Amphibolic Pathway: Definition, Examples, and Facts

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What is Amphibolic Pathway?

In order to keep cells alive and healthy, an array of several interlinked reactions takes place inside cells and is referred to as metabolism.

There are two major classes of metabolism, building up complex substrate molecules from smaller molecules is known as anabolism.

Whereas, breakdown of complex molecules into small molecules is termed catabolism.

Definition of Amphibolic Pathway

The pathway that includes both catabolism and anabolism is termed amphibolic pathway. Davis introduced this term in 1961.

Example of Amphibolic Pathway

Kreb cycle is an ideal example of the amphibolic pathway because it involves carbohydrate and fatty acid catabolism and synthesis of the precursor molecules for amino acid synthesis.

Krebs cycle comprises sequences of chemical reaction which oxidize acetyl Co-A final pathways for oxidation of carbohydrate, lipid, and protein in the mitochondrial matrix.

The initiation of cycle begins with the anabolic condensation of acetyl Co-A and oxallo-acetate to synthesize citric acid. Subsequently, two molecules of CO2 exit and regenerates oxaloacetate to continue the other cycle.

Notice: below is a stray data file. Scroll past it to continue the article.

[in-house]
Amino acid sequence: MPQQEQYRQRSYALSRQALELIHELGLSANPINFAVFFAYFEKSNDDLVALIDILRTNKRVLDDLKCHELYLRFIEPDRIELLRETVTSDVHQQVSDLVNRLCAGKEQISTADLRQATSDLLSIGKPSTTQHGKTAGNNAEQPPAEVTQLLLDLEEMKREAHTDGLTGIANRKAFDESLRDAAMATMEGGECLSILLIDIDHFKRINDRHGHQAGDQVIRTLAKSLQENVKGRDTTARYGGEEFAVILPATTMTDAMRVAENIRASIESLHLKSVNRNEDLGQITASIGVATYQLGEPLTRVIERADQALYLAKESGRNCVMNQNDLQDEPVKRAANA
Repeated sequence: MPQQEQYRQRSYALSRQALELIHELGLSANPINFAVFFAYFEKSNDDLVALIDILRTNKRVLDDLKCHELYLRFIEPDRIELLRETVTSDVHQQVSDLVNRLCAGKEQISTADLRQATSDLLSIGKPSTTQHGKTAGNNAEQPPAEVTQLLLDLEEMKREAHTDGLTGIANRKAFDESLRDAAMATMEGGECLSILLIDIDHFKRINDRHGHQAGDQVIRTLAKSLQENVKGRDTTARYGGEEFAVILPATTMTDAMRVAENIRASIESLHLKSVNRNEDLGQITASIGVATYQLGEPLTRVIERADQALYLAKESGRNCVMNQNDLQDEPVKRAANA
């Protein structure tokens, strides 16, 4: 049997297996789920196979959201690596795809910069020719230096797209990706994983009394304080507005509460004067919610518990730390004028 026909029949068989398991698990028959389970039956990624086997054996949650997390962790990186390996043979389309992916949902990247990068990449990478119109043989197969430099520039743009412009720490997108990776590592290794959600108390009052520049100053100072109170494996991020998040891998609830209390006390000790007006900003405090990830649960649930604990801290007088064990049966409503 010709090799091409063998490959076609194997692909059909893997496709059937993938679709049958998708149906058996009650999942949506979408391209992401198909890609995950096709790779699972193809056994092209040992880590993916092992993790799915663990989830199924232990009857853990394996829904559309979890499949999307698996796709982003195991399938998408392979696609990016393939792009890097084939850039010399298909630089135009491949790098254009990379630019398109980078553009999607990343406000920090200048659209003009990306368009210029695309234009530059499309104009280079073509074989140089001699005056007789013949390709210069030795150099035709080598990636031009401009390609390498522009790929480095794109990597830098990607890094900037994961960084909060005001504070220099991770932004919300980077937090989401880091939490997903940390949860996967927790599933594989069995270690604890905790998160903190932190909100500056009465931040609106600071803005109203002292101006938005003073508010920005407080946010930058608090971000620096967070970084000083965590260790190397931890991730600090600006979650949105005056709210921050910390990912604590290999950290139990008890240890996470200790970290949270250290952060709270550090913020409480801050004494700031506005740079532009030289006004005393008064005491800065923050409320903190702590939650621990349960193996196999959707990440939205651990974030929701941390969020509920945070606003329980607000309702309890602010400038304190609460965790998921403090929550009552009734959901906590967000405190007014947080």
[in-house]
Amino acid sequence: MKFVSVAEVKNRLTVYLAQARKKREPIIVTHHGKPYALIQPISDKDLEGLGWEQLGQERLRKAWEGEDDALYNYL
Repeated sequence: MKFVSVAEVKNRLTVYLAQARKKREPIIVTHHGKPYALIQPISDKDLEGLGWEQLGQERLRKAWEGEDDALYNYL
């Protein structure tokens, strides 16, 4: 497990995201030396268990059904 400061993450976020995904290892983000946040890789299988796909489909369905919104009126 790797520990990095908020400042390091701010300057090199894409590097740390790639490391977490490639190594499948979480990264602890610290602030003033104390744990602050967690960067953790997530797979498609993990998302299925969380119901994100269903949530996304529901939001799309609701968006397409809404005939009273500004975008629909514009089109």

Krebs Cycle: Definition, Diagram, Steps, and Mechanism

Anaplerosis and Cataplerosis

• The set of reactions in which cytosol intermediates of metabolism enter the citric acid cycle. The replenishment of oxaloacetate for the condensation with acetyl-CoA in TCA cycle by pyruvate carboxylation is known as an anaplerotic reaction.

• Cataplerosis is a series of reaction in which intermediates enters cytosol and leave citric acid cycle.

Significance of Amphibolic Pathways

Amphibolic pathways are batteries of chemical reactions which exhibit the transformation of many metabolites which are end products of catabolism and the precursors of anabolism.

Amphibolic Pathway Citations

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